“We live on the far side of a broken connection” Wendell Berry has written. One of the greatest obstacles resulting from our current circumstance is our inability to make the necessary connections between various “problems,” seeing them as discrete and separate and attacking symptoms while not only ignoring, but persisting in deep ignorance, about underlying pathologies.
I was struck anew by how surprising some of these connections can be while listening to a discussion on NPR about the new book Methland: The Death and Life of an American Small Town. I think that for many, high use of Meth in various small rural towns throughout America must be a sign of the desperation that comes from the dullness of life in those small places, and is seen as good reason to “escape” if the opportunity presents itself. However, according to author Nick Reding, the high use of Methamphetamines derives (surprisingly) from the industrial consolidation of agriculture and the meat industry.
Reding says that the agricultural industry has consolidated over time, and the working class has had to work harder for less — which has made meth more attractive. As an example, he cites a meatpacking plant that was bought in 1987; the new company cut wages from $18 an hour to $6.20.
“If you’re a guy like Roland Jarvis … you’ve got to work extra hard to make less than you were yesterday,” Reding says. “Meth is often seen as a helpful drug in that instance because you don’t have to sleep. You don’t even have to go to bed before working your next shift.”
Reding explores the effects of a number of these policies that have contributed to the decimation of the small town of Oelwein, Iowa. His counter-intuitive discovery: the use of these drugs are not because of the dull life in small towns, but because of agricultural and industrial policies of the past fifty years. The use of Meth is an effort to compensate for the effects of punishing policies that encourage economic consolidation and “efficiency” – resulting in cheap food that turns out to be very expensive indeed for the people of Oelwien and similar small towns. In describing efforts of police to crack down on the manufacture of the drugs (a bit more aggressive than “just say no”), one is struck by the fact that they are trying to play whack-a-mole against a problem that arises from bad political policies and a bad economy. But, in seeking the to tamp down on Meth manufacturing and use, officials are altogether missing the more profound underlying reasons for its explosion in small towns across America.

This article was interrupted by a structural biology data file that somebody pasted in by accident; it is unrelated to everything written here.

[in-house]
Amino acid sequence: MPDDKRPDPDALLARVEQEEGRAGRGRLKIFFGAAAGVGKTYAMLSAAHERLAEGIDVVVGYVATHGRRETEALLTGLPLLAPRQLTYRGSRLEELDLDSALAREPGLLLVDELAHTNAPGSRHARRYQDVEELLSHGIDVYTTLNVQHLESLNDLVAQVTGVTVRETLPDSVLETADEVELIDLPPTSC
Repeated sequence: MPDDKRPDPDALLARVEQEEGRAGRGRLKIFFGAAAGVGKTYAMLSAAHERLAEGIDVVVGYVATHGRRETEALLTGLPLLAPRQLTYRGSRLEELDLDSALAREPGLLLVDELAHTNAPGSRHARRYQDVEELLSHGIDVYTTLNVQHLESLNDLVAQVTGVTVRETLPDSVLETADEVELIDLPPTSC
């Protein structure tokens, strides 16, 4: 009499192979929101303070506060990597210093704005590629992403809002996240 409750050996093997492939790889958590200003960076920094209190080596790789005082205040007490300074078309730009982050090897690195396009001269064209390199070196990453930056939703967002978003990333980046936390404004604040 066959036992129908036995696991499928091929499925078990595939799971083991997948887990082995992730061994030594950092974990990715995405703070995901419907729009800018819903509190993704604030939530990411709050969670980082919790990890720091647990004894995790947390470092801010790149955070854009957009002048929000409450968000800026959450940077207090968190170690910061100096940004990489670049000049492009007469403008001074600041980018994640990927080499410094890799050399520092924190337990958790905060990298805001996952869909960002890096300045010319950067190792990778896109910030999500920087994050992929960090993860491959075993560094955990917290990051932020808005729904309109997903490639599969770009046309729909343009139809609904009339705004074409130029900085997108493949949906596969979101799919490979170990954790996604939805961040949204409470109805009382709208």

When some celebrate America’s economic might by pointing to our agricultural productivity and cheap products, they need to begin adding in the costs of the devastation of Oelwein, including the ruined lives that cheap meat has fostered. We need to start adding in a great many costs that we’ve all too conveniently separated – say, starting with the cost of running and imperial military including three recent wars in the Middle East and Near East that aren’t being fought because we believe in “democracy,” but because we believe in cheap oil. Until we start an honest accounting of the true costs of our “cheap” food and convenient shopping options, we’ll continue to be complicit in the devastation of places like Oelwein, and a bad culture of addiction that replaced a good culture of good work.